Download PDF by Paolo Asso: A Commentary on Lucan, De Bello Civili, Book 4.

By Paolo Asso

ISBN-10: 3110203855

ISBN-13: 9783110203851

Booklet four of Lucan´s epic contrasts Europe with Africa. on the conflict of Lerida (Spain), a violent hurricane explanations the neighborhood rivers to flood the apparent among the 2 hills the place the opposing armies are camped. Asso´s statement strains Lucan´s recollections of early Greek stories of production, whilst Chaos held the weather in vague confusion. This primordial broth units the tone for the full ebook. After the conflict, the scene switches to the Adriatic shore of Illyricum (Albania), and eventually to Africa, the place the proto-mythical water of the start of the e-book cedes to the dryness of the wasteland. The narrative unfolds opposed to the history of the warfare of the weather. The Spanish deluge is changed by way of the desiccated desolation of Africa. The remark contrasts the representations of Rome with Africa and explores the importance of Africa as an area infected through evil, yet which is still a vital part of Rome. in addition to Lucan´s different geographic and natural-scientific discussions, Africa´s place as part of the Roman international is painstakingly supported through astronomic and geographic erudition in Lucan´s mixing of medical and mythological discourse. The poet is a visionary who helps his fact claims through clinical discourse.

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IV. Note on the Latin Text The text printed in the present edition is eclectic. Its sole purpose is to provide the basis for the commentary and the translation. ’s work, and whose apparatus is by far the most complete to date, for it corrects many of the inadequacies found in Housman, Hosius, and Shackleton Bailey. 112 The tradition of the text of Lucan’s BC is so rich and varied as to make it impossible for a single editor to peruse and study all of the textual witnesses. 115 In spite of the extensive richness of the tradition, editors of L.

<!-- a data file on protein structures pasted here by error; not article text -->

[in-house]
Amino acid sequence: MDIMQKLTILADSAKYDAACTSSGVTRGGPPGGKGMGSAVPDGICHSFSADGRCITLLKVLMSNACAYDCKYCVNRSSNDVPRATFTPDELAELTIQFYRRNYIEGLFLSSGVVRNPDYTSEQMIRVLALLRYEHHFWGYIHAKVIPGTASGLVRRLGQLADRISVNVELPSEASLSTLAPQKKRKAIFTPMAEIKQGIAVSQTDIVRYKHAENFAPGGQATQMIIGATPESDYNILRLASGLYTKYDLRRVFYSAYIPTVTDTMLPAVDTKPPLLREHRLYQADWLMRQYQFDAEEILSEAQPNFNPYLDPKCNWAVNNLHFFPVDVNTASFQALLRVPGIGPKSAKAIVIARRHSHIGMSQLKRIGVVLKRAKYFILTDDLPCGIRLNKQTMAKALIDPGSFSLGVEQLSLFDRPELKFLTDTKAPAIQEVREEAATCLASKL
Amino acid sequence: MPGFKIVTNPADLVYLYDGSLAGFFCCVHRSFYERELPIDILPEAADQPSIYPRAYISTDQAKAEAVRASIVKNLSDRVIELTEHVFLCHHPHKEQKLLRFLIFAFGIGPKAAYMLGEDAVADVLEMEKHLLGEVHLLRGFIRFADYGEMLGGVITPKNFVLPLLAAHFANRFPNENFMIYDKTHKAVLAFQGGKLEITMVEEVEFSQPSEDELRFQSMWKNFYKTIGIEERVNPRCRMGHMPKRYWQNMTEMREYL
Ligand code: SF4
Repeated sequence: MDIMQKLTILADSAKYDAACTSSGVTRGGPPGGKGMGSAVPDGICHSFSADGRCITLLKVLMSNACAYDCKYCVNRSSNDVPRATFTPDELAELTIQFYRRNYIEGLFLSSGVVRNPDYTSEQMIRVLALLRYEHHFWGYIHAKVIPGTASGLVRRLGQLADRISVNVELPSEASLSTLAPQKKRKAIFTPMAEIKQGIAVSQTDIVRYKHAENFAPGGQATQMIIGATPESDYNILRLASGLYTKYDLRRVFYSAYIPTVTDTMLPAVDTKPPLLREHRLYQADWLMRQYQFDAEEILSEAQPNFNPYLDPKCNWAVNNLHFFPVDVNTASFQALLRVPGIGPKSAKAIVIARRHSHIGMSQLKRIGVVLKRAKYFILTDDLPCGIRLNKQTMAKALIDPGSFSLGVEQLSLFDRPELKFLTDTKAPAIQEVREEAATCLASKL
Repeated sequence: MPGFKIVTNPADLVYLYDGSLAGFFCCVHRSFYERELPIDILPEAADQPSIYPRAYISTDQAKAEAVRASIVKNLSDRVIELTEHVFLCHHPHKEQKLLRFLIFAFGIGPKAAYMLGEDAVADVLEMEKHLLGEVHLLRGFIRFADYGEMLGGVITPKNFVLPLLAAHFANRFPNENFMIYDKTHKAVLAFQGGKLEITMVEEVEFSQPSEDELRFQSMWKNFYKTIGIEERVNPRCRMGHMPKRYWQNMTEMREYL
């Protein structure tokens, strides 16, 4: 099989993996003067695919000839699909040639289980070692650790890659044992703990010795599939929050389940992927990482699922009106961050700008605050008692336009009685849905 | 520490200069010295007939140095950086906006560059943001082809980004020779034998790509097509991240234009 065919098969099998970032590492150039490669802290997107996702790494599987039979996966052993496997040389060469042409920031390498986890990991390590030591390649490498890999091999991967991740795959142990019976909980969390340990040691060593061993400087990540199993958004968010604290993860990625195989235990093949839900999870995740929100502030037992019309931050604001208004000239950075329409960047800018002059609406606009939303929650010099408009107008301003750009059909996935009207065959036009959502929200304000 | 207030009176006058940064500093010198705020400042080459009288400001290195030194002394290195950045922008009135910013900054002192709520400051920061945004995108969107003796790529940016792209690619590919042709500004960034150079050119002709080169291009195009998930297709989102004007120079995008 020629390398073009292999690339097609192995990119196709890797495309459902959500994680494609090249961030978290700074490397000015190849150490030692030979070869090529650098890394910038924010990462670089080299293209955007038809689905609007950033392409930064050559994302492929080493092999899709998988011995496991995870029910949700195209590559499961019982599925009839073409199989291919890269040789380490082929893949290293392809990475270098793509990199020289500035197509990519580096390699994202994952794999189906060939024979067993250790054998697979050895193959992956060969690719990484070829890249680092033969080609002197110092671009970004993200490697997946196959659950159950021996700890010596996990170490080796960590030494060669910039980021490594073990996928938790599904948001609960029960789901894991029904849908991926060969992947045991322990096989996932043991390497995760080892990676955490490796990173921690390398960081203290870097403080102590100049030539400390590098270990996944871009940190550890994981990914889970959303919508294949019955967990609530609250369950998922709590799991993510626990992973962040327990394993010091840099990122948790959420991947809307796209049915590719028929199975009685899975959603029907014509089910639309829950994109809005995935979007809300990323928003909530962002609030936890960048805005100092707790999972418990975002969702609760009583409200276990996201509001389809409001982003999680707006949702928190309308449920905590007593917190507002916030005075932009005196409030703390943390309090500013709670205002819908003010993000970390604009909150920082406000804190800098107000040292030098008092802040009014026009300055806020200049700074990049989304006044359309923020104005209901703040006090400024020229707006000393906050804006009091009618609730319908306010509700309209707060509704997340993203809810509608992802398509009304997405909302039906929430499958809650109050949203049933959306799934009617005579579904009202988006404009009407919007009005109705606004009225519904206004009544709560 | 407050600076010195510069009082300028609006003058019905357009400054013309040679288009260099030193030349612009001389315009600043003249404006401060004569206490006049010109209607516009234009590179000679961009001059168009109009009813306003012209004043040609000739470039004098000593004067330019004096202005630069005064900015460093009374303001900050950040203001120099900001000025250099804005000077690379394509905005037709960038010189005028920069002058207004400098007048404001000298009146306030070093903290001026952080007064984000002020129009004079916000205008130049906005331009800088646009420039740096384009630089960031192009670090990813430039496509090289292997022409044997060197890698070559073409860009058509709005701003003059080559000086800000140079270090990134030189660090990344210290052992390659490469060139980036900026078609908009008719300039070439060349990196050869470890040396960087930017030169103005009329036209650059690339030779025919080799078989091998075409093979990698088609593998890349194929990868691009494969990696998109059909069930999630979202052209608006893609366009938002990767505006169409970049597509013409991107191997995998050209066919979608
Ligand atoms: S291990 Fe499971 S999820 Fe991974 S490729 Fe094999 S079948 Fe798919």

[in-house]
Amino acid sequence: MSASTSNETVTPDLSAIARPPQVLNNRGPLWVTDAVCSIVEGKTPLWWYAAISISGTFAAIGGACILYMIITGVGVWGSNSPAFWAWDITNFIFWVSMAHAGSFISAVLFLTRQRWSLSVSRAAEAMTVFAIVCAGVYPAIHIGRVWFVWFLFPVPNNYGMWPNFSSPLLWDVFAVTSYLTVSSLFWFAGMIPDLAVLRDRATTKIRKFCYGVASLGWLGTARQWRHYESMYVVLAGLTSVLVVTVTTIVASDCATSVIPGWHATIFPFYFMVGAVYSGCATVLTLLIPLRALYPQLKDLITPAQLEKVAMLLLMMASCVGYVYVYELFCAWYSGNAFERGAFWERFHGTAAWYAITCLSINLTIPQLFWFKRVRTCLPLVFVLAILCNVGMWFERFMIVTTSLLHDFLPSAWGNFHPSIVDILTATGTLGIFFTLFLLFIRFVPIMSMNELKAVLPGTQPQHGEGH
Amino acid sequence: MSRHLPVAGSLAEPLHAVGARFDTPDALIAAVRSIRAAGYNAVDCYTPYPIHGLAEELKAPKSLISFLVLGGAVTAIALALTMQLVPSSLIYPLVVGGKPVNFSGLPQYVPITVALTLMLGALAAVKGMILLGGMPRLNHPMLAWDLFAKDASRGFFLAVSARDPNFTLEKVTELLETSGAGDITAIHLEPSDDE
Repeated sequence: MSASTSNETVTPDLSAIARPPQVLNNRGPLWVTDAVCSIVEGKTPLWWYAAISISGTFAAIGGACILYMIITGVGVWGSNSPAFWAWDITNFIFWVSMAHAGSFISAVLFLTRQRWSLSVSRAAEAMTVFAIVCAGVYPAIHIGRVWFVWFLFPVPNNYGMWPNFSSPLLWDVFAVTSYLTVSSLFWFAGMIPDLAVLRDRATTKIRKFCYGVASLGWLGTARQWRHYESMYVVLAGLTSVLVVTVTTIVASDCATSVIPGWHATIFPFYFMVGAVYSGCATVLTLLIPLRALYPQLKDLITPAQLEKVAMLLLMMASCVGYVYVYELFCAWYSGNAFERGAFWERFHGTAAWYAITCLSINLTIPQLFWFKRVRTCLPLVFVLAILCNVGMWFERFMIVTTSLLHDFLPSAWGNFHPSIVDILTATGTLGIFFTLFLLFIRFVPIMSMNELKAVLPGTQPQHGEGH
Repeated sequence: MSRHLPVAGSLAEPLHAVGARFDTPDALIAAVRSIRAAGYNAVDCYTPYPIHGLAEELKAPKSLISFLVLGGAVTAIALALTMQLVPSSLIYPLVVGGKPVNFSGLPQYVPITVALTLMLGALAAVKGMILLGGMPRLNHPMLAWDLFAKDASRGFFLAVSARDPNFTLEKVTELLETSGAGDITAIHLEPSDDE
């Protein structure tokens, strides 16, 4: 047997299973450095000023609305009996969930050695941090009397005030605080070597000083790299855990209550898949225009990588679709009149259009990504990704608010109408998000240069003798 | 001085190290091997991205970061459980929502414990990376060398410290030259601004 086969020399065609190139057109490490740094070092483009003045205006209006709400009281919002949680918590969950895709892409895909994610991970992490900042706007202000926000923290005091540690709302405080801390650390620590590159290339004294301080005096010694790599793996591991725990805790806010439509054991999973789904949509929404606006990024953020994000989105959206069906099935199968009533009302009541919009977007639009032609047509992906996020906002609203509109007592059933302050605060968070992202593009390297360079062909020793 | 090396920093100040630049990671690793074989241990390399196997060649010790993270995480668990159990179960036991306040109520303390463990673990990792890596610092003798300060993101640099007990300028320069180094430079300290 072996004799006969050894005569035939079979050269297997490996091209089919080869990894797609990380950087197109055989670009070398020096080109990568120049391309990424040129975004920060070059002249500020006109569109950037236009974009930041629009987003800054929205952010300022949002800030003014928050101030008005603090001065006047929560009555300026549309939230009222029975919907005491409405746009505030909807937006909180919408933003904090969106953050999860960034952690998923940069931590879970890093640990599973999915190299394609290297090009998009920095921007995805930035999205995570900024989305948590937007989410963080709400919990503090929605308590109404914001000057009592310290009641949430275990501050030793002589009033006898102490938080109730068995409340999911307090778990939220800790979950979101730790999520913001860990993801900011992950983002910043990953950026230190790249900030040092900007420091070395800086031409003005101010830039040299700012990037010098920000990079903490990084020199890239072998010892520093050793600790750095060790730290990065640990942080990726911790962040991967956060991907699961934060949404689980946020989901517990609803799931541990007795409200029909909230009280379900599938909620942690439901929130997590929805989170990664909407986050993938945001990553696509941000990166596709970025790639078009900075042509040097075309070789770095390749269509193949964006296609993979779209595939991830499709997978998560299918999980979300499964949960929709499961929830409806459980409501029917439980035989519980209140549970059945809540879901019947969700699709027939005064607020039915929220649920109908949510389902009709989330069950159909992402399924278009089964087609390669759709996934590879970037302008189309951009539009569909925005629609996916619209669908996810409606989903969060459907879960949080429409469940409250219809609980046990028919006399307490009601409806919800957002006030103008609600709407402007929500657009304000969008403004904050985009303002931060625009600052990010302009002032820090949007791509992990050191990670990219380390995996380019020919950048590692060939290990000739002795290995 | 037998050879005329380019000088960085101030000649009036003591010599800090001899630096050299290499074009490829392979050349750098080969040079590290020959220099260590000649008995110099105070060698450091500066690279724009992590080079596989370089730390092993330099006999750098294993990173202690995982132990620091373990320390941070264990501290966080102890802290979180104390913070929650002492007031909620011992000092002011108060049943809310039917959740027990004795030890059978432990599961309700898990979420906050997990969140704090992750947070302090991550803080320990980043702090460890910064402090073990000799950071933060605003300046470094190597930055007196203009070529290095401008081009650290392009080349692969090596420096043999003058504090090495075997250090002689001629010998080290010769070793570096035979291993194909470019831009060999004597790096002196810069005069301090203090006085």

A people’s name can be a metonym (or synecdoche pars pro _____________ 80 On the etymological play of terribilem with terra, see below ad loc. , Catull. 89-90 quales Eurotae progignunt flumina myrtus / auraue distinctos educit uerna colores. ); cf. Donat. 6 hyperbaton ex omni parte confusum. , 612 Cleonei)83 for the region they inhabit; a goddess can be the Ocean as at 73 Tethyn; a god can mean war as 582 Marte, 770 Martis (or wine, cf. 433 Bacchum). Some metonymies are so established in usage that noticing them is perhaps supererogatory, as 82 aequor, ‘leveled expanse’ for ‘sea,’ or 282 lumina for stars.

Pun. 698-701. v. neologism. 64 In spite of the obvious necessity of employing technical vocabulary in his poetry, modern critics of L. ’s vocabulary as a stylistic flaw. Having posed the problem of non-poetic vocabulary (however arbitrarily posed, and mostly without defining what poetic vocabulary should consist in), scholars usually point to the nonpoetic nature of such registers,65 often without offering any criteria at all for their sweeping condemnations. 66 The speed at which L. composed is represented also in the tradition about his extempore performance of the Orpheus at the Neronia of 60.

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A Commentary on Lucan, De Bello Civili, Book 4. Introduction, Edition and Translation by Paolo Asso

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